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Zygomatico-orbital intra-arterial melphalan infusion for intraocular retinoblastoma
  1. Daniel Cooke,
  2. Hamed Farid,
  3. Warren Kim,
  4. Christopher Dowd,
  5. Randall Higashida,
  6. Van Halbach
  1. Department of Radiology and Biomedical Imaging, University California San Francisco, San Francisco, California, USA
  1. Correspondence to Dr Daniel Cooke, Department of Radiology and Biomedical Imaging, University California San Francisco, 505 Parnassus Avenue, San Francisco, California, USA; daniel.cooke{at}


Retinoblastoma is a rare and curable malignancy affecting the pediatric population. For advanced stage intraocular retinoblastoma, enucleation remains the primary treatment modality, although the use of laser photocoagulation, cryotherapy, radiotherapy and chemotherapy are frequently used, particularly in the setting of bilateral disease. Intravenous chemotherapy is the long-standing method of delivery, but local administration (subtenon, intravitreal or intra-arterial) is gaining in popularity because of the reduced side effects related to systemic administration. Of these newer methods, intra-arterial infusion has demonstrated technical feasibility, few procedural complications and robust tumor response. A case is described where a collateral supply to the affected ophthalmic artery was via the zygomatico-orbital branch of the ipsilateral superficial temporal artery. Melphalan infusion was performed via this pathway without incident.

  • Aneurysm
  • angiography
  • angioplasty
  • arteriovenous malformation
  • balloon

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Intraocular retinoblastoma is a rare pediatric solid tumor with fewer than 300 cases diagnosed each year in the USA and <10 000 worldwide.1 In the developed world 5-year mortality rates exceed 95%, with evidence supporting the use the external beam radiation, systemic chemotherapy and enucleation.1 2 Despite such therapies, additional strategies have been attempted aimed at preserving the affected eye(s) as well as reducing the comorbidities related to treatment such as gastrointestinal toxicity, myelosuppression and secondary malignancy.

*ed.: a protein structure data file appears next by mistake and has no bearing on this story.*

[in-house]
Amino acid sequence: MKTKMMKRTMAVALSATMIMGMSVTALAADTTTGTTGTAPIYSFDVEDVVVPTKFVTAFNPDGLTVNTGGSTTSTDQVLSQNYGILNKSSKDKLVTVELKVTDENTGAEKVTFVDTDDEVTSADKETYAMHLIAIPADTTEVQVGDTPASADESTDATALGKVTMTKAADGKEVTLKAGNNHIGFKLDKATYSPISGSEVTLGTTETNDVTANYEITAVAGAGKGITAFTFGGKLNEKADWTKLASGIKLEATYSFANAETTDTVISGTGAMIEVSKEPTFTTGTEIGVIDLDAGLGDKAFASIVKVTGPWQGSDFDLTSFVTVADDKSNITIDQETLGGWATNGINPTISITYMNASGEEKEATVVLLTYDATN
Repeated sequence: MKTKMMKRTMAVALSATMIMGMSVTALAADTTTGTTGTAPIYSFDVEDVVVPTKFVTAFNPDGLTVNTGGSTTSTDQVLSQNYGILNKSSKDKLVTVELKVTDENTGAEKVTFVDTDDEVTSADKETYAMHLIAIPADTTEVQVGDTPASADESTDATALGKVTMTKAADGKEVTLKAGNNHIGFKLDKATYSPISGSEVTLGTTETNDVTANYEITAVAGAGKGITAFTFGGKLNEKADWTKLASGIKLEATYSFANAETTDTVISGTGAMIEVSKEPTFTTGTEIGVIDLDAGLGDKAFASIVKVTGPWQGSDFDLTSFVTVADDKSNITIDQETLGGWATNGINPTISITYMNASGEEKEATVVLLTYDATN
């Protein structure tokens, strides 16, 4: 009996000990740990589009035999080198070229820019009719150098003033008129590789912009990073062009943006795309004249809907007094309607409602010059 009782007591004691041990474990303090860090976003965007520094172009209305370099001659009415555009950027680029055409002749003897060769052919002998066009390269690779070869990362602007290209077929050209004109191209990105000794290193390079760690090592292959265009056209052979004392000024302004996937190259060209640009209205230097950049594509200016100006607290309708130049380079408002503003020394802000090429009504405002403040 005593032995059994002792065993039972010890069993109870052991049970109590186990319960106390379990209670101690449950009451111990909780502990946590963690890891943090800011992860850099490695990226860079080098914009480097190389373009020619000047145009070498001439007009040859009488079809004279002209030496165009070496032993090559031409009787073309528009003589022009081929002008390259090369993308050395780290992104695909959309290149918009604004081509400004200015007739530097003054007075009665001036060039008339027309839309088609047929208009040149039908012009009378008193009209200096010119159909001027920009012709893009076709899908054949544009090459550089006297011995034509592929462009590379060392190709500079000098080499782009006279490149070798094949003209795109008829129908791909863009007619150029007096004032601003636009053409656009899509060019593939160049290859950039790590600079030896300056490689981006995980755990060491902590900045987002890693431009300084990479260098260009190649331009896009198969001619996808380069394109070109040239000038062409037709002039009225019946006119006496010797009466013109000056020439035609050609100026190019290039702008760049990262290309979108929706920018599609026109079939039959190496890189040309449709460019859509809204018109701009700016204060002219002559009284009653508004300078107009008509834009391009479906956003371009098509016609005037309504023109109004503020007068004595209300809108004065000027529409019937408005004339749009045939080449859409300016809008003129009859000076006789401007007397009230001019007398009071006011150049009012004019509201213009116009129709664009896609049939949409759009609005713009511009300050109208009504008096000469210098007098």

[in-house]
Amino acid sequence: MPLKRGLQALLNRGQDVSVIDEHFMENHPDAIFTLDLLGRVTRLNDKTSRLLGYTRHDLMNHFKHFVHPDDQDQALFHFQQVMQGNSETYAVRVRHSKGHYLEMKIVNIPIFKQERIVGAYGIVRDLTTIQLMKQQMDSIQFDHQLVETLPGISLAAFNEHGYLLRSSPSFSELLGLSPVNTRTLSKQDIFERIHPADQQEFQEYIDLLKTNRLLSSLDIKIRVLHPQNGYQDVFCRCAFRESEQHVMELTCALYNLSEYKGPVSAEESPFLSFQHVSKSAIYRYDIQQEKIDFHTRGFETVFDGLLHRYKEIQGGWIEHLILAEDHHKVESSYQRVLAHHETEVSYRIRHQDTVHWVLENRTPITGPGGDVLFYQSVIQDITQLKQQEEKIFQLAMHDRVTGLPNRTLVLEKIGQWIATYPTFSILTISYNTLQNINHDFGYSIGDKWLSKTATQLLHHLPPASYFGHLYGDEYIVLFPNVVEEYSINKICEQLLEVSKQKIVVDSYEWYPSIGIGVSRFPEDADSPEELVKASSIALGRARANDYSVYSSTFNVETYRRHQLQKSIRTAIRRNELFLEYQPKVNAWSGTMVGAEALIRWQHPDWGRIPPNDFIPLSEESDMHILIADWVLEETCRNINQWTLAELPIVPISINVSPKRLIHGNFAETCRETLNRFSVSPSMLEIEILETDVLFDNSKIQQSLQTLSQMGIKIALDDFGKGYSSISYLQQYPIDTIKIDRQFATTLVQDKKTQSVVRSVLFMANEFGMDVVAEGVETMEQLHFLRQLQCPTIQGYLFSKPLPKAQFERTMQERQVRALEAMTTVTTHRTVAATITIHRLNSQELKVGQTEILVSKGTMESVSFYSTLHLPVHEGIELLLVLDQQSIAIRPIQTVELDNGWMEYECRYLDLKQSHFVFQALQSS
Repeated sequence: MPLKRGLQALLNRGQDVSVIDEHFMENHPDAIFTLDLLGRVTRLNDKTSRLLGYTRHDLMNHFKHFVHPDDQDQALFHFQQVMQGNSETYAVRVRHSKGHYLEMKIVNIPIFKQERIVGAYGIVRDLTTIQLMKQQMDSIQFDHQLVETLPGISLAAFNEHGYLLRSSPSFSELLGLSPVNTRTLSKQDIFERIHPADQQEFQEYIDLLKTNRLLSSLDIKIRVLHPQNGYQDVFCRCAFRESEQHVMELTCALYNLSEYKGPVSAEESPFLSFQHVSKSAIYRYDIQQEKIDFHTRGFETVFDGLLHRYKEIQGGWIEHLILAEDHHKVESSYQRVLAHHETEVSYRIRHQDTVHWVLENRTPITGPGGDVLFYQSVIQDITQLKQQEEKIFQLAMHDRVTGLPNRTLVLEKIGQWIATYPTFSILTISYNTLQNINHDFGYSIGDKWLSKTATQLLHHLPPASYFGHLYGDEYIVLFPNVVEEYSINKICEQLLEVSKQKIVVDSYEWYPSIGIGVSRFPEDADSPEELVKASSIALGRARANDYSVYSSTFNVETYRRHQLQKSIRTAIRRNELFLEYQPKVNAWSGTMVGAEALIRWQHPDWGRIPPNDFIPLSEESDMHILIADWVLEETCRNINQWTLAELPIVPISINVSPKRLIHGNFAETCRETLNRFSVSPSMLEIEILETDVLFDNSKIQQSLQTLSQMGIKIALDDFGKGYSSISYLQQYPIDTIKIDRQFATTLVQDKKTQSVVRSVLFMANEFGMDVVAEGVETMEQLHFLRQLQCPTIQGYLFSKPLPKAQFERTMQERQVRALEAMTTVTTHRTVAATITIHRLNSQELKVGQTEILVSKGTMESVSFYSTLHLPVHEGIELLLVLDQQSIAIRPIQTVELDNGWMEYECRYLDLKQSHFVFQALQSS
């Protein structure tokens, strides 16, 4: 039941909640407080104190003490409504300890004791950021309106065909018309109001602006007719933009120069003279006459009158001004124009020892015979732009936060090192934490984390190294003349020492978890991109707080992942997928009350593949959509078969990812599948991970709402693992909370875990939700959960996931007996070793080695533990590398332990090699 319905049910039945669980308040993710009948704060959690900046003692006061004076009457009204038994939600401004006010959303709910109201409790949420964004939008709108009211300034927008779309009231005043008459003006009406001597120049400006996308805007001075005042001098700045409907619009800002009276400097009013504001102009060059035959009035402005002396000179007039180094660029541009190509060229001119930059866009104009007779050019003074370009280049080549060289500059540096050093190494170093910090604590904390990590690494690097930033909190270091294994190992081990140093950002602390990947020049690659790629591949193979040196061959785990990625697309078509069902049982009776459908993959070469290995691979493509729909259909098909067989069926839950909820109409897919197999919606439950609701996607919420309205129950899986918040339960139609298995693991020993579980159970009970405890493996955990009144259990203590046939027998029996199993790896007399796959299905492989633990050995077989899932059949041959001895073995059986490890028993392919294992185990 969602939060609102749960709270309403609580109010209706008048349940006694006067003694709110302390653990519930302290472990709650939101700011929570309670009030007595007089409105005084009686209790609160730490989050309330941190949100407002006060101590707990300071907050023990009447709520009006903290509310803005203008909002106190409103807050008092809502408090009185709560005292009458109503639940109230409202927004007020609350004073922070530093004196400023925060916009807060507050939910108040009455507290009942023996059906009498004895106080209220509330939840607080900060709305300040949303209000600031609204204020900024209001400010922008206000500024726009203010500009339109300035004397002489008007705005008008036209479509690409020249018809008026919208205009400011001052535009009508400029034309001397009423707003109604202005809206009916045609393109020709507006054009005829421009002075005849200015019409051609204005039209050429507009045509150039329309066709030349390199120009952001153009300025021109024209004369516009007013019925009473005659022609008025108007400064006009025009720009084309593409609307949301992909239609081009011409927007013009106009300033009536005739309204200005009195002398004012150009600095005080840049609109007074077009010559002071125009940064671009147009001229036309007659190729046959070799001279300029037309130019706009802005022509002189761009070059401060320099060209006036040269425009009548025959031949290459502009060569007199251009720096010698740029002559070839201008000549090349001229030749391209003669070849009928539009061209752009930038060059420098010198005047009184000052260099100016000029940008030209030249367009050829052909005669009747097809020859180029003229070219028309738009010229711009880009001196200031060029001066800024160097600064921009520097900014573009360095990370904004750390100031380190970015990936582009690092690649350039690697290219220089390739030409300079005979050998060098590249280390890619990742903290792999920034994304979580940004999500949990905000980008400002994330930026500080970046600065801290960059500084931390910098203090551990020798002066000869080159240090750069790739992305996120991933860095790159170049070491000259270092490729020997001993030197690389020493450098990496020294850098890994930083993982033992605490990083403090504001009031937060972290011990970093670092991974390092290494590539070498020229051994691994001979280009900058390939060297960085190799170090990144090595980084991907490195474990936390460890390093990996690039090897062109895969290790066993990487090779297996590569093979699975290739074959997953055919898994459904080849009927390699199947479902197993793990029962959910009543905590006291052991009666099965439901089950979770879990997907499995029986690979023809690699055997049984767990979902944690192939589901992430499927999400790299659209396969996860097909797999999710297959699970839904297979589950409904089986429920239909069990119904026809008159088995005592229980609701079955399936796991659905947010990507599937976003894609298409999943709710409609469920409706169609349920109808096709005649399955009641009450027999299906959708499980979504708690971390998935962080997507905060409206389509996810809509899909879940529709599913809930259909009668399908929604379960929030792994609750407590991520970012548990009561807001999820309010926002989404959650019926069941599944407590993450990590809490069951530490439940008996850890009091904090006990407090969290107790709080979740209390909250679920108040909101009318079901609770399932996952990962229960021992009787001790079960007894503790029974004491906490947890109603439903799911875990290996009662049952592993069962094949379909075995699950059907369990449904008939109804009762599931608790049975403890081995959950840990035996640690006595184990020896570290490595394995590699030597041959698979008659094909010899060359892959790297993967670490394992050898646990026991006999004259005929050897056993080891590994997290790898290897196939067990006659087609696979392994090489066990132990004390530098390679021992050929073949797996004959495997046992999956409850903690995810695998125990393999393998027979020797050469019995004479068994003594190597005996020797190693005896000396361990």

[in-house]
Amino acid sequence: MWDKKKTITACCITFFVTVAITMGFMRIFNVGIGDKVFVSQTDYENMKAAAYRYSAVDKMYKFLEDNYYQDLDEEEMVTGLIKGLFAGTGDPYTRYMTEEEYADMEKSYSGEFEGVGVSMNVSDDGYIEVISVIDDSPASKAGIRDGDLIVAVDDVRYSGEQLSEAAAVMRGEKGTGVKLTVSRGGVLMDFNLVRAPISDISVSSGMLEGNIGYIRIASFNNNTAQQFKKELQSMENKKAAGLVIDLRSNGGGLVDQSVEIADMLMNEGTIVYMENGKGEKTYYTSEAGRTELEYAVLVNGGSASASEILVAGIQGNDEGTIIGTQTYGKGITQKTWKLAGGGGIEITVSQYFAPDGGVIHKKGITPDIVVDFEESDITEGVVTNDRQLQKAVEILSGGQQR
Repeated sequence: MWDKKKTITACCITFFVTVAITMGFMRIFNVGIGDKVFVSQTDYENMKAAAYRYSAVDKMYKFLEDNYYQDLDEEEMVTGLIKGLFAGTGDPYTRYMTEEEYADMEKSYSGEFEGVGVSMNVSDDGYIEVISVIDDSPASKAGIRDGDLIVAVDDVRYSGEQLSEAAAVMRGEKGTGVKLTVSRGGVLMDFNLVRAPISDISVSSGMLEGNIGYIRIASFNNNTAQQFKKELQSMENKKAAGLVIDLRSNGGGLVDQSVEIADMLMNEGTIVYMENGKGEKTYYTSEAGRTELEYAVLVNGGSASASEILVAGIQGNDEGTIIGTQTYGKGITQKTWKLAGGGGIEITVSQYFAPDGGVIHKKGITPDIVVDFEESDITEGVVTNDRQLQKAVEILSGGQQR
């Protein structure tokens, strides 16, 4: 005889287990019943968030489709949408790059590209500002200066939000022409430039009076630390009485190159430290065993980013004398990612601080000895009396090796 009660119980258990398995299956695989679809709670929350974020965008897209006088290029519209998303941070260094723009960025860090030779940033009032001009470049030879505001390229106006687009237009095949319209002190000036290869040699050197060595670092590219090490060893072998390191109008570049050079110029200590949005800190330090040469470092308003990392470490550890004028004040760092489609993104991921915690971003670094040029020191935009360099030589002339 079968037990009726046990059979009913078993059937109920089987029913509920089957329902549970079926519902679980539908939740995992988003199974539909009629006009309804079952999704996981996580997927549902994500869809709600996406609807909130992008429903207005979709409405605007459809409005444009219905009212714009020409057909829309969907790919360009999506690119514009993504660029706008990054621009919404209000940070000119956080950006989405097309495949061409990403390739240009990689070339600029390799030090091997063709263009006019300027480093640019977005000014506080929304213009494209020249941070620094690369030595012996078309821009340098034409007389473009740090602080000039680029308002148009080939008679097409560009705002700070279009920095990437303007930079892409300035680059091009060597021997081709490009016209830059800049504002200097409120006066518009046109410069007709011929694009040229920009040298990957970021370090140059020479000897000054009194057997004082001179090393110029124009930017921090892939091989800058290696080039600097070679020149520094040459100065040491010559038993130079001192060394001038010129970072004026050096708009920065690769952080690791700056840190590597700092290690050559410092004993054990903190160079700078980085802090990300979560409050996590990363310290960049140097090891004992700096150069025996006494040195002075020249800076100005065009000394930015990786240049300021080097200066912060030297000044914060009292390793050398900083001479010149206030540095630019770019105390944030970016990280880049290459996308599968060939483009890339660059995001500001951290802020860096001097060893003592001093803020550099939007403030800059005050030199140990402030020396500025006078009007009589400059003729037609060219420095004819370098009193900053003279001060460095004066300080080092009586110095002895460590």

Intra-arterial infusion has been used for retinoblastoma for over 20 years, although not until recently had it been performed in a superselective manner.3 Abramson et al described a technique using a flow catheter to select the ophthalmic artery (OA) for drug delivery.4 In their series they were successful in 9 out of 10 patients in accessing and delivering a chemotherapeutic agent into the OA. The single case that was unsuccessful was secondary to an anomalous (middle meningeal artery, MMA) origin of the OA. Although only a single case, the variant anatomy and collateral supply to the OA may necessitate alternative routes for therapeutic infusion to the globe.

We describe a case where a collateral supply to the affected OA was via the zygomatico-orbital artery (ZOA) of the ipsilateral superficial temporal artery (STA). Melphalan infusion was performed via this collateral pathway without technical incident.

Case history

A 2.5-year-old boy weighing18 kg was noted to have a white reflex in his right eye and referred for management. Funduscopy and MRI (figure 1) demonstrated bilateral International Intraocular Retinoblastoma Classification (IIRC) stage E retinoblastoma. Given the patient's late clinical presentation and advanced staging, prompt enucleation of the right eye was recommended and intra-arterial melphalan was sought as first-line therapy for the left eye in an attempt to preserve vision.

Figure 1

(A) Axial T2, (B) T1 and (C) T1 with gadolinium MR images of the orbits showing bilateral retinoblastomas with vitreal seeding within the right globe.

The patient was placed under general anesthesia and underwent standard sterile preparation and drape. The patient's baseline activated clotting time was measured and a 70 mg/kg intravenous bolus of heparin was administered. 0.25 inch of nitropaste was placed on the patient's chest to reduce the risk of catheter-induced vasospasm. A 4 F guide catheter was positioned within the left internal carotid artery (ICA) via a 4 F femoral arterial sheath. A 1.5 F Balt Magic flow-guided catheter (Balt Extrusion Inc, Montmorency, France) was primed with a 0.008 inch Mirage microwire (ev3 Inc, Irvine, California, USA). A guide catheter angiogram (figure 2A) demonstrated the proximal OA, but with limited filling of its subsequent branches including the central retinal artery and evidence of washout from a collateral source. A microcatheter angiogram of the left OA (figure 2B) confirmed these findings as well as the absence of choroidal blush. Given the absence of choroidal blush, evidence of washout from a collateral arterial supply and the limited stability of the microcatheter within the OA secondary to tortuosity of the carotid siphon and the angulation of the OA origin, we examined the external carotid circulation.

Figure 2

Lateral digital subtraction angiographic views of (A) the left internal carotid artery and (B) the ophthalmic artery showing incomplete filling of the ophthalmic artery (triangle) with washout (circle) from a collateral supply.